In 2016 Richard Wright was confronted with a diagnosis of rare pituitary cancer – a disease about which little is known, other than that it is almost invariably terminal. In attempting to deal with this bleak knowledge Richard defined what mattered most in his life – his true purpose – which was ensuring that his two young daughters would not have to grow up without their dad. The Power of Purpose, published by Tracey McDonald Publishers, Wright’s account of his journey to overcome crippling adversity. This excerpt published
I was obviously quite anxious before the race. Like most people I have a strong self-protective mechanism. An elite endurance athlete will focus a lot of time on developing the ability to override the mechanism (called the Central Governor) in the brain that triggers a protective response which causes you to feel tired before you’re actually that tired and need to stop or slow down. It is essential to pushing your body beyond the limits of what you believe you are capable of and enabling you to reach the sharp end of the field come race time. You learn your true limits.
There has been much research on the Central Governor and the peaks that elite athletes can reach when they train their minds to ignore it.
I am not the fastest runner, nor the fastest and strongest cyclist, nor the best swimmer. I am good at all three, but not the best. What I am extremely good at is the fourth discipline to an Ironman, which is the mental aspect. In that department I am pretty close to the top of the pile. That’s been my superpower in Ironman. I have trained less than the average top age group athlete, I am in many respects less talented, yet I am extremely good at racing against myself and pushing my body beyond its limits by harnessing the power of my brain.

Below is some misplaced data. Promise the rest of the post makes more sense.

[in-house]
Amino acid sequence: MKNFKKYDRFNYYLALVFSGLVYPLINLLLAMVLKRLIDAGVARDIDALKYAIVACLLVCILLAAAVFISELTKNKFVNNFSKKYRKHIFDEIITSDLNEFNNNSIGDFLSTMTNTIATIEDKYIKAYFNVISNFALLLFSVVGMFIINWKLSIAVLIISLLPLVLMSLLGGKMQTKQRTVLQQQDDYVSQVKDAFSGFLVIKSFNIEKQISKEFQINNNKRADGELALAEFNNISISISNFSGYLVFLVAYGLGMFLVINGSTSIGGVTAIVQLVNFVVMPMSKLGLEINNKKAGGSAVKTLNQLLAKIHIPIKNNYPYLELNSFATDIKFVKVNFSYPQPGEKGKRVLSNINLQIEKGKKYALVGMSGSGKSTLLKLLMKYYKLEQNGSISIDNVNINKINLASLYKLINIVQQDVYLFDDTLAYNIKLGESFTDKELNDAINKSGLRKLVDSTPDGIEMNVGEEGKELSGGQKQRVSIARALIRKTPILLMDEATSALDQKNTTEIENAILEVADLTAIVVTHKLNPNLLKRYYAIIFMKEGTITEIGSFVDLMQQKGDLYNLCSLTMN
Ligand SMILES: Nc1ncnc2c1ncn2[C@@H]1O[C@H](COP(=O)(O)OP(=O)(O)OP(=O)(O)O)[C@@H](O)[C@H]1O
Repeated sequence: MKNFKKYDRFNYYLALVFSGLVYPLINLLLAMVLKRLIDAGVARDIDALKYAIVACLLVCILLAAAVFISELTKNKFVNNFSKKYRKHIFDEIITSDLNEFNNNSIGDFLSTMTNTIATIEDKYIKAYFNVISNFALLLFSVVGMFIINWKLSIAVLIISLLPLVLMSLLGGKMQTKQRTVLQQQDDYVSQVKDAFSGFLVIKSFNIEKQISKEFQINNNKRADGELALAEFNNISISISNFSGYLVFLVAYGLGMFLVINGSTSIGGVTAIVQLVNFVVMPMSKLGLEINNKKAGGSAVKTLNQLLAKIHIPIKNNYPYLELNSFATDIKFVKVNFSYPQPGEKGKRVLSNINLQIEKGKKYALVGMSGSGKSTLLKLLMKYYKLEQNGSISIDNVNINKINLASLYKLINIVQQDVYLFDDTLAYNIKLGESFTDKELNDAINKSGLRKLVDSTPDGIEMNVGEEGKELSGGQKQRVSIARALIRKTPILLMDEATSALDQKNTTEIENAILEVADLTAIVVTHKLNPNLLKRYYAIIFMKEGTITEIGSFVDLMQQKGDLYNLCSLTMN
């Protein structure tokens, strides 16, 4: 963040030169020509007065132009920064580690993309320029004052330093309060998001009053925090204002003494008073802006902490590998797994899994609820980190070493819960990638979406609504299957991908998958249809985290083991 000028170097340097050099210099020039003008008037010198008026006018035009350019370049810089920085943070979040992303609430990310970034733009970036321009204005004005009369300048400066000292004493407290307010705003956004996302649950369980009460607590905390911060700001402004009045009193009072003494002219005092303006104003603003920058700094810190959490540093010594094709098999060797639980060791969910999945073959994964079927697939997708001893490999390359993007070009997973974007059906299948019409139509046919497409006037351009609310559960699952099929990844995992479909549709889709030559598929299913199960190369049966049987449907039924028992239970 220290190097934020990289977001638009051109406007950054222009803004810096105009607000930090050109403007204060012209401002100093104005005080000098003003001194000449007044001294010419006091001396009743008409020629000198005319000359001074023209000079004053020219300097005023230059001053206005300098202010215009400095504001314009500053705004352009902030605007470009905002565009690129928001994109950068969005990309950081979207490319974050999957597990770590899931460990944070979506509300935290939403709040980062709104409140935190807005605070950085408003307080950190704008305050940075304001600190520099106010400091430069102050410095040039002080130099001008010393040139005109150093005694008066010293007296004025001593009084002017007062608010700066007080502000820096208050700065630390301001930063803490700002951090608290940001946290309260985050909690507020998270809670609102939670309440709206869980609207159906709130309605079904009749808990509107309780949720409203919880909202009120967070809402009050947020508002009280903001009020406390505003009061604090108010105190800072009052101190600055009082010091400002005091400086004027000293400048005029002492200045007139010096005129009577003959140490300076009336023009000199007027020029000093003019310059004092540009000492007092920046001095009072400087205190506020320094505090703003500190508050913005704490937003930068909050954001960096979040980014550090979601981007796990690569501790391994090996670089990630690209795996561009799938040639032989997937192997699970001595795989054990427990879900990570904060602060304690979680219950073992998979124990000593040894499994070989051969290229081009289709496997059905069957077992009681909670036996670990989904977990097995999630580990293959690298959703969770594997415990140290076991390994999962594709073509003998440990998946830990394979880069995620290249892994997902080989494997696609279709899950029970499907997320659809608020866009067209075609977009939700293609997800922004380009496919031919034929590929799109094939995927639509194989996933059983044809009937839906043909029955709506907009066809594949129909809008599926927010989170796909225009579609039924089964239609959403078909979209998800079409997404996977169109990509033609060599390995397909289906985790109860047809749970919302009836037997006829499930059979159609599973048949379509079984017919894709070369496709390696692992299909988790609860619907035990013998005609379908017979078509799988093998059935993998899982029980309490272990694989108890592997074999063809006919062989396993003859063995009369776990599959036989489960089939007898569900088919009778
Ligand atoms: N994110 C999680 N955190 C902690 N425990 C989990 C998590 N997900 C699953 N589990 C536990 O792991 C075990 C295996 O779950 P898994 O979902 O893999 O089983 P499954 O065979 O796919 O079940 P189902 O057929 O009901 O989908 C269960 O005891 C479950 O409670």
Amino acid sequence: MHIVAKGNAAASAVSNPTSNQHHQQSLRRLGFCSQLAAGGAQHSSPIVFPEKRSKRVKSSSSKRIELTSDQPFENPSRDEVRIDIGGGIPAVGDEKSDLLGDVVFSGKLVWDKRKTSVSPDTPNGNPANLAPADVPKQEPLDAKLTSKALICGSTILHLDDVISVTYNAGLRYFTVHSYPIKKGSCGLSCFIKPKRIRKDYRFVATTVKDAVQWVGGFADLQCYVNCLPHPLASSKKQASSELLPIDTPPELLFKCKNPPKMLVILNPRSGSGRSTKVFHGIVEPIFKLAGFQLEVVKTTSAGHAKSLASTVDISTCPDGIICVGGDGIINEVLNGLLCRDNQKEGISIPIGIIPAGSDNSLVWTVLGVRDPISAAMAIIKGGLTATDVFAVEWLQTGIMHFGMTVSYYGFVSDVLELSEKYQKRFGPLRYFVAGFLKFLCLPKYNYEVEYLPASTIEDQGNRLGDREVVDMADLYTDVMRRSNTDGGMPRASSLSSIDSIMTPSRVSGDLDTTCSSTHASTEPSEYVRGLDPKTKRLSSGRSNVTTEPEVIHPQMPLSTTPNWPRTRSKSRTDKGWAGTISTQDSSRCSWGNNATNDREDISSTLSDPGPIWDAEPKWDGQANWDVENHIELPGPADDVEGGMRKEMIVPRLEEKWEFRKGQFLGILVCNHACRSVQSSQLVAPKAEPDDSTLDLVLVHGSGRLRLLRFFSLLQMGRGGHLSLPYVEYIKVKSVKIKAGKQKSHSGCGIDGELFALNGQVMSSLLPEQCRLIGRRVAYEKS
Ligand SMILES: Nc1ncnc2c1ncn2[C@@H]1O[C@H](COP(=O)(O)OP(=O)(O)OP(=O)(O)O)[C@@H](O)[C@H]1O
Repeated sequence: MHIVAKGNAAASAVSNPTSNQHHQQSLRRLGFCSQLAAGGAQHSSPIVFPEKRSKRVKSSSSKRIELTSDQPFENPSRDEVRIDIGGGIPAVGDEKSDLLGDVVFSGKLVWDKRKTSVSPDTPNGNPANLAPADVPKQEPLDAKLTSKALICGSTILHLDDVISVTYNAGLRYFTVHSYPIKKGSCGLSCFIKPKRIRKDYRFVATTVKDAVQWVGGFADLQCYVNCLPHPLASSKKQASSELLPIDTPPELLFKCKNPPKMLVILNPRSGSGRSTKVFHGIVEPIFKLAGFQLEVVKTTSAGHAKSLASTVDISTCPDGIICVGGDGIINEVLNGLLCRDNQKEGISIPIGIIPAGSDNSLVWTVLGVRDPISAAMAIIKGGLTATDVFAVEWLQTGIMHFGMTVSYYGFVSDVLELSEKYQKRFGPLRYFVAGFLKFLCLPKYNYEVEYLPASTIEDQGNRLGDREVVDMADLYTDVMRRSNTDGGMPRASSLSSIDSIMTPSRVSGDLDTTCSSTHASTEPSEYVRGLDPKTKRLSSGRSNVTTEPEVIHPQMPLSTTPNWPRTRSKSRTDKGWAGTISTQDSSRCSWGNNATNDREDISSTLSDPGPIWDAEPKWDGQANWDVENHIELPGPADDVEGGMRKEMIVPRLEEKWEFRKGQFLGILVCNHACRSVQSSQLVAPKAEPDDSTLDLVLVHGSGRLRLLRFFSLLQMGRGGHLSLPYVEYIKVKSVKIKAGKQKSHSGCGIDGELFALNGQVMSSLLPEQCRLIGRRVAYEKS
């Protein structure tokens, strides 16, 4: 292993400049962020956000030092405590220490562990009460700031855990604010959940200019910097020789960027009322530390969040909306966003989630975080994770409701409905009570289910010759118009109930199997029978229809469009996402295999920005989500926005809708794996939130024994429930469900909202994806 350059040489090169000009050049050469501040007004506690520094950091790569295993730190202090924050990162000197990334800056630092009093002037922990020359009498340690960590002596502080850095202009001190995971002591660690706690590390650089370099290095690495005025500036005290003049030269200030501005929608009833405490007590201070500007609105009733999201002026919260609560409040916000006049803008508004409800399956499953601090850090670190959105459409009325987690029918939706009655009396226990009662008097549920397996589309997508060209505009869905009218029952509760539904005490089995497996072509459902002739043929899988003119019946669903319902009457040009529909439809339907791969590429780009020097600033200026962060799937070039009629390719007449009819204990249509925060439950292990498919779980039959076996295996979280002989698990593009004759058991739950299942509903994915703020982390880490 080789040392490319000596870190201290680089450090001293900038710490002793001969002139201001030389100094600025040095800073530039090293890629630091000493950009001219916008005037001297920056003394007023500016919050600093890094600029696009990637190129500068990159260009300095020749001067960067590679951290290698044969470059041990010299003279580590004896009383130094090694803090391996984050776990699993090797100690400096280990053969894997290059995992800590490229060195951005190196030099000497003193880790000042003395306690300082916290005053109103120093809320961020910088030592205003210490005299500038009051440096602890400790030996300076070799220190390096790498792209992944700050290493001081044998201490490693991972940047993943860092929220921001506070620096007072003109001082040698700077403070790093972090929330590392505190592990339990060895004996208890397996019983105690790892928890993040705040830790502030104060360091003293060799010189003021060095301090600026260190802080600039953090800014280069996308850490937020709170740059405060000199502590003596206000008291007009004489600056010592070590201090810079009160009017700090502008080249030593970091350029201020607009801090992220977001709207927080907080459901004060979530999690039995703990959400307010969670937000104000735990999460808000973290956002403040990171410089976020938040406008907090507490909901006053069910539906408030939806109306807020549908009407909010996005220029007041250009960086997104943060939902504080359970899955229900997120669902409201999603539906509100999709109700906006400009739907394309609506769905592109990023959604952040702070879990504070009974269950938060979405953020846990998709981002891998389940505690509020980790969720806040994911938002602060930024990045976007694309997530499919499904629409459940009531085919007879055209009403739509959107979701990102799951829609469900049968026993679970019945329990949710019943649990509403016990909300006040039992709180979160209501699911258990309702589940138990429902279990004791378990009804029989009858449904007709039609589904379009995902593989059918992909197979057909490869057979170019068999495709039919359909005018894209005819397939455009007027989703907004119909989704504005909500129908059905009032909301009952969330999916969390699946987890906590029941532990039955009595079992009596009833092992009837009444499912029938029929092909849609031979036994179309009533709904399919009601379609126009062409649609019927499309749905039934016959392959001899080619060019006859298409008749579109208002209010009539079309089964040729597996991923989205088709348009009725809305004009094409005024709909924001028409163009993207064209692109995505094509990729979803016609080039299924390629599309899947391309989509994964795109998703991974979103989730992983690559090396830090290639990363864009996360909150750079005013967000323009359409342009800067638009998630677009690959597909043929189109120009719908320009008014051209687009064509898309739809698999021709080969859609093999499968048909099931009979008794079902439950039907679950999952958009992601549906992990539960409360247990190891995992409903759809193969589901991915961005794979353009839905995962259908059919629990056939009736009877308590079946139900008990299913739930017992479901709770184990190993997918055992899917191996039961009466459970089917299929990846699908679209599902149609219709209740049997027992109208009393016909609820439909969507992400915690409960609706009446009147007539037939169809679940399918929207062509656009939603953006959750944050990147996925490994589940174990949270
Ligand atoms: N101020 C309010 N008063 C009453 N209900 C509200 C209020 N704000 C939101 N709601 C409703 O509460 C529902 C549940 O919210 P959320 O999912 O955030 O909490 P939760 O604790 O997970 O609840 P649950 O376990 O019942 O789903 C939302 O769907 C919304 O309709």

Over three decades of training and racing you get to know your body exceptionally well. Better than the average human. That’s what made me so determined to race that Ironman. I knew that I would know when to back off or when to stop. I also knew that getting to the start line was super important, and that if I didn’t finish, that would be okay. I needed to give it my best shot. My purpose was to prove to myself that I could still finish an Ironman. Because if I could, there was no way that I had cancer.